How to Read Lit Like a Professor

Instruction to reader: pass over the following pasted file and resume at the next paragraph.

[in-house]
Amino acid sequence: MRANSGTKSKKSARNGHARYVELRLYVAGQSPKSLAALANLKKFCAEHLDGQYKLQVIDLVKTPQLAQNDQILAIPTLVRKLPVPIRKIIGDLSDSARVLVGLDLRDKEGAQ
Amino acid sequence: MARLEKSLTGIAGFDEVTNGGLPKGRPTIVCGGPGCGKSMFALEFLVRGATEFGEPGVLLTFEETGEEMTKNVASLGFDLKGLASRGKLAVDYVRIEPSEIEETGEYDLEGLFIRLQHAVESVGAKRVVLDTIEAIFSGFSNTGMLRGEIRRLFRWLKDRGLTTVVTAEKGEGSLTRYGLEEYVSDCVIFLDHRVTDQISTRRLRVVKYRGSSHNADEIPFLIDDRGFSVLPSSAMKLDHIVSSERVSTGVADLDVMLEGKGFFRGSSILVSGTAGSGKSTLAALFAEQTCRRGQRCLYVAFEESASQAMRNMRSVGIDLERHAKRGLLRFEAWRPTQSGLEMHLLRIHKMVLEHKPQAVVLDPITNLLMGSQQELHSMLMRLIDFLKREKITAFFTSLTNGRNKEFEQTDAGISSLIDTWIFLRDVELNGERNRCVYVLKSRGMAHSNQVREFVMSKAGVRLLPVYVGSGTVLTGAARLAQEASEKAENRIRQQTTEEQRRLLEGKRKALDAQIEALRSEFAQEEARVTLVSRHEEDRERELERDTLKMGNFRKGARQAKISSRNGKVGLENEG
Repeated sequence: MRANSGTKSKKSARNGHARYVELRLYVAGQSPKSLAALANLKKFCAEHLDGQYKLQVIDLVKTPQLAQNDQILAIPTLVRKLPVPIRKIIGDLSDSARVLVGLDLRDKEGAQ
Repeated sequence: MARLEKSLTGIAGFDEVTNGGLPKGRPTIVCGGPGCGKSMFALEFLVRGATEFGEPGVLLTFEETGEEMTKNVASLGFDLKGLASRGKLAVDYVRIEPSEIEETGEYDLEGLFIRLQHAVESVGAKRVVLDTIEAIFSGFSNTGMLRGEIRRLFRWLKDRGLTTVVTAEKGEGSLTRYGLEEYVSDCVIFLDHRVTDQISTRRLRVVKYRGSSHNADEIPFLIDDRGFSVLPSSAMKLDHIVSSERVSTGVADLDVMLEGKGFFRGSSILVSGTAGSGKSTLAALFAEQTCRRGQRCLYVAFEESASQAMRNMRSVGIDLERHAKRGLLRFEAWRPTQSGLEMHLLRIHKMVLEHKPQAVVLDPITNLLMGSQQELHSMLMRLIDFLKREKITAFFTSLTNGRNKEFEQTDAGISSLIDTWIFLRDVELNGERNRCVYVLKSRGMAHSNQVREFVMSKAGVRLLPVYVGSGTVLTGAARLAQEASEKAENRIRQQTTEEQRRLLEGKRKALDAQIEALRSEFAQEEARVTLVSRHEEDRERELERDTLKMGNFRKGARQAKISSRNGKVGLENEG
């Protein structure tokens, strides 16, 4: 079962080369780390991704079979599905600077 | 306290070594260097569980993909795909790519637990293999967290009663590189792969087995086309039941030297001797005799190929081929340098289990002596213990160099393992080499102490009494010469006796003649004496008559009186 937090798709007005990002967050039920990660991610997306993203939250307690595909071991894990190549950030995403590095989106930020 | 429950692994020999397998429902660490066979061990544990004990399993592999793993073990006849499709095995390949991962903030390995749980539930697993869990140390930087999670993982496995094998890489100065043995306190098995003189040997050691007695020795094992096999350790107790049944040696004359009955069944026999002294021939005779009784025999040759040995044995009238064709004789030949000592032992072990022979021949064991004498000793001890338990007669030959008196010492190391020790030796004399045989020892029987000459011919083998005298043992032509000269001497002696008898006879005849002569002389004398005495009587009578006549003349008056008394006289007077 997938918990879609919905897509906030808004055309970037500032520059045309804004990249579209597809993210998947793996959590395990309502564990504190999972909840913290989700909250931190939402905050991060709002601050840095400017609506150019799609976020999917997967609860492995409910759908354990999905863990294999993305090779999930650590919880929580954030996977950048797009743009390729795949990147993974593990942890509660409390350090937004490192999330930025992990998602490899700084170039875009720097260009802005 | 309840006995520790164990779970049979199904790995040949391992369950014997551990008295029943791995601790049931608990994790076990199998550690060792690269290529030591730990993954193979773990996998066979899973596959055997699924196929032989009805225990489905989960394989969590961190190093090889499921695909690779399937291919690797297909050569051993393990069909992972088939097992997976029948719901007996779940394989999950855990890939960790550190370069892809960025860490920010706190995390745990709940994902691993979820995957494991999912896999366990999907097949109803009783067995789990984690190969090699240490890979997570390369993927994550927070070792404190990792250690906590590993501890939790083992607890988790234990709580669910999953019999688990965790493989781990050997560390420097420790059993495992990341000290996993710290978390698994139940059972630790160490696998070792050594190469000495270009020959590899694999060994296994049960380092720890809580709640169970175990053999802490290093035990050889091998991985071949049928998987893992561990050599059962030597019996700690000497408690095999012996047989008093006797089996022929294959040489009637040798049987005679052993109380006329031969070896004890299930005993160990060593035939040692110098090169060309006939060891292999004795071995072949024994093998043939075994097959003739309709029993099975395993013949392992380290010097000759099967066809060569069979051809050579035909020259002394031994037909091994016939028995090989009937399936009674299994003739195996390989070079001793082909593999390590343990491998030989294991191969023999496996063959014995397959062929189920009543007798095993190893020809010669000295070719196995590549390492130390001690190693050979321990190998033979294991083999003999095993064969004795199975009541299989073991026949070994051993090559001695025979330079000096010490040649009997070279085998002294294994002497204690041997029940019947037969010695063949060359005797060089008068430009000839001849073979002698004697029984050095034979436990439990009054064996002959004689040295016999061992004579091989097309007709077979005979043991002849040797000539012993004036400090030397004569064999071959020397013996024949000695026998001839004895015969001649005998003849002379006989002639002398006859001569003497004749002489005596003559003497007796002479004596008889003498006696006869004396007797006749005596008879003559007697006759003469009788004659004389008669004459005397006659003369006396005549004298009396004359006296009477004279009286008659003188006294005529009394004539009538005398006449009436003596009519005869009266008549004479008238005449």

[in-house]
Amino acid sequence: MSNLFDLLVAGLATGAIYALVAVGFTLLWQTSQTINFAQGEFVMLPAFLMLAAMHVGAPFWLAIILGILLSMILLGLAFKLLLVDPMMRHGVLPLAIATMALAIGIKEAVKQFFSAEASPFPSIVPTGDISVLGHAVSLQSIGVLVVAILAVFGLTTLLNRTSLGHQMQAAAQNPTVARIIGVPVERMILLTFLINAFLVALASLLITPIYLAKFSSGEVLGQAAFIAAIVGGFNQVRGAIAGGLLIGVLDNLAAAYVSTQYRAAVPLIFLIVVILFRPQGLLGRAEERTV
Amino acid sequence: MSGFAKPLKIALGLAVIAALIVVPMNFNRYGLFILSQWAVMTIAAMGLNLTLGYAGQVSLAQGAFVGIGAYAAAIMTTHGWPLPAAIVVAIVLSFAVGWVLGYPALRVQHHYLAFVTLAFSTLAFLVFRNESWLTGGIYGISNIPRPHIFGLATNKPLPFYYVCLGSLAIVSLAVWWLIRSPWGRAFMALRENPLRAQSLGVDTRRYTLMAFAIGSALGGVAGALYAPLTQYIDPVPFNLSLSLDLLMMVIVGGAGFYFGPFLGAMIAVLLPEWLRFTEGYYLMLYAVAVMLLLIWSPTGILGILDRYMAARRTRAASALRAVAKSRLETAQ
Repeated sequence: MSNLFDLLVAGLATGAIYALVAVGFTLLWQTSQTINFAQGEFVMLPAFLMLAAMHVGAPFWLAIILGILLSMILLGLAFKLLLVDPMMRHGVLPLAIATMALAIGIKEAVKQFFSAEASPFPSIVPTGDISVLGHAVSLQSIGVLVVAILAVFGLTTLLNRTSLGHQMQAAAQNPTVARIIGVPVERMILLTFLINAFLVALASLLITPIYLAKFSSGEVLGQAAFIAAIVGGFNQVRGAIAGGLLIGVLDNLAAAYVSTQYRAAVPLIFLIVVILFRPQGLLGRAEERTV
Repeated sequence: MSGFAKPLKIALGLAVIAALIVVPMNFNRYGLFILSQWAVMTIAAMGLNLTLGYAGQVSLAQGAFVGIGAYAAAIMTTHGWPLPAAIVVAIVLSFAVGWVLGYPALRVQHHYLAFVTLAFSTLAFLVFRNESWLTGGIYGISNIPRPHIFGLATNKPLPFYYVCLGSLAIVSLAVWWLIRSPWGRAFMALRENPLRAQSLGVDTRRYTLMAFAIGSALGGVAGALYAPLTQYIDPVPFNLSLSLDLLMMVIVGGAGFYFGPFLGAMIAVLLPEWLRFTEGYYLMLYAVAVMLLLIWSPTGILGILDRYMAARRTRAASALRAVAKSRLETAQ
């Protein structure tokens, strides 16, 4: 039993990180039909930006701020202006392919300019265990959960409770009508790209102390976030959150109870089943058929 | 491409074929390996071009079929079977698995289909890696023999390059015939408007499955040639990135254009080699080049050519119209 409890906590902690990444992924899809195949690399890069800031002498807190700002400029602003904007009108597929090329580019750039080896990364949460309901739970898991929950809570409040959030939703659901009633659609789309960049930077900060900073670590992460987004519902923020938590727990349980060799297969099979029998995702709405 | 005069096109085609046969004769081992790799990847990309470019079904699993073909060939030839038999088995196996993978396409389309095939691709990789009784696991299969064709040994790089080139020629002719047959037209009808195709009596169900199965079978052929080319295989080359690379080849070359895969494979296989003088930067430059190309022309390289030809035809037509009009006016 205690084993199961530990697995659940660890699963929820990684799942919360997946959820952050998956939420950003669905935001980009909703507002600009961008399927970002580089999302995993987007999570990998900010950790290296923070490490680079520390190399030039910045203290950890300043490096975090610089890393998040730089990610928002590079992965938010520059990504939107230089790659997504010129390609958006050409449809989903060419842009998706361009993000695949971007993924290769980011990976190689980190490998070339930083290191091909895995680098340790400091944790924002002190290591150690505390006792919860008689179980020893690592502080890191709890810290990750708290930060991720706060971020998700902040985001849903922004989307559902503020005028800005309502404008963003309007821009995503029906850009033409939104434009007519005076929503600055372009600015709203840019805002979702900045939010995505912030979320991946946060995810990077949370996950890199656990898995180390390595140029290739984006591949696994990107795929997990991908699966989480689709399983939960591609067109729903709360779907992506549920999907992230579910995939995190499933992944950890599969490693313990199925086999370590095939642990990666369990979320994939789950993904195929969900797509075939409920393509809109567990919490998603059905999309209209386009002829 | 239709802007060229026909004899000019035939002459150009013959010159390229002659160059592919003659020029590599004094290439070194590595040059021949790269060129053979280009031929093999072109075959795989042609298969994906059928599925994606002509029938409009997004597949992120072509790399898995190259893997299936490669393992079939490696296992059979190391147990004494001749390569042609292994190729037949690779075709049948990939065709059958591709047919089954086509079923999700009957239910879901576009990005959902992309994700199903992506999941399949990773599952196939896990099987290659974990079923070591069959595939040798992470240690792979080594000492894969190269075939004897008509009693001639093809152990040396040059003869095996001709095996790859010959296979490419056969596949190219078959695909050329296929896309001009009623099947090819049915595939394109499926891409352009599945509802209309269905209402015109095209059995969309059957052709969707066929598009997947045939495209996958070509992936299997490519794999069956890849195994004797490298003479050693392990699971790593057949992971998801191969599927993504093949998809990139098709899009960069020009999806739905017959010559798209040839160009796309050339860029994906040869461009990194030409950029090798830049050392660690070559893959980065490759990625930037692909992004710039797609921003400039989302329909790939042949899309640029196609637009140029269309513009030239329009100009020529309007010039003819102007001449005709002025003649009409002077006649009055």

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My first reading choice this summer was The Catcher in the Rye by J. D. Salinger. I found many connections and examples of aspects from Thomas C. Forester’s How to Read Literature Like a Professor and I’ve chosen the ones that stand out to me and give the most proof throughout the novel. In the tenth chapter, “It’s More Than Just Rain or Snow,” of How to Read Lit, Forester explains how there is always a reason the author included certain weather in the the setting of a novel and that it has an underlying meaning. Snow is known to symbolize challenges and unhappiness but can also can symbolize death, loneliness, or depression. The main character in The Catcher in the Rye, Holden Caulfield, is a very cynical teenageer who has had traumatizing events happen in his life that have caused him to debate connecting with other humans on an adult level or rejecting that thought entirely and categorizing the world as phony, all while trying to relive his childhood. The story starts out in December in New York City, where it is snowy. The snow helps the reader identify that Holden is dealing with the challenges of his life after being kicked out of school. The snow could also symbolize the loneliness Holden feels while he shuts people out throughout the book. Yet another chapter in How to Read Literature Like a Professor, that I could relate to this novel was “Flights of Fancy.” Freedom and escape is often known to be symbolized by something physically flying within a story. Flying also can symbolize returning home or returning to our roots. In this particular novel, ducks are what are flying. At one point, Holden asks his cab driver where the birds go during the winter and the driver replies that they fly away from the cold. He says that that is their problem. This is supposed to signify to the reader that Holden is like the ducks in the way that he “flys” or runs away from
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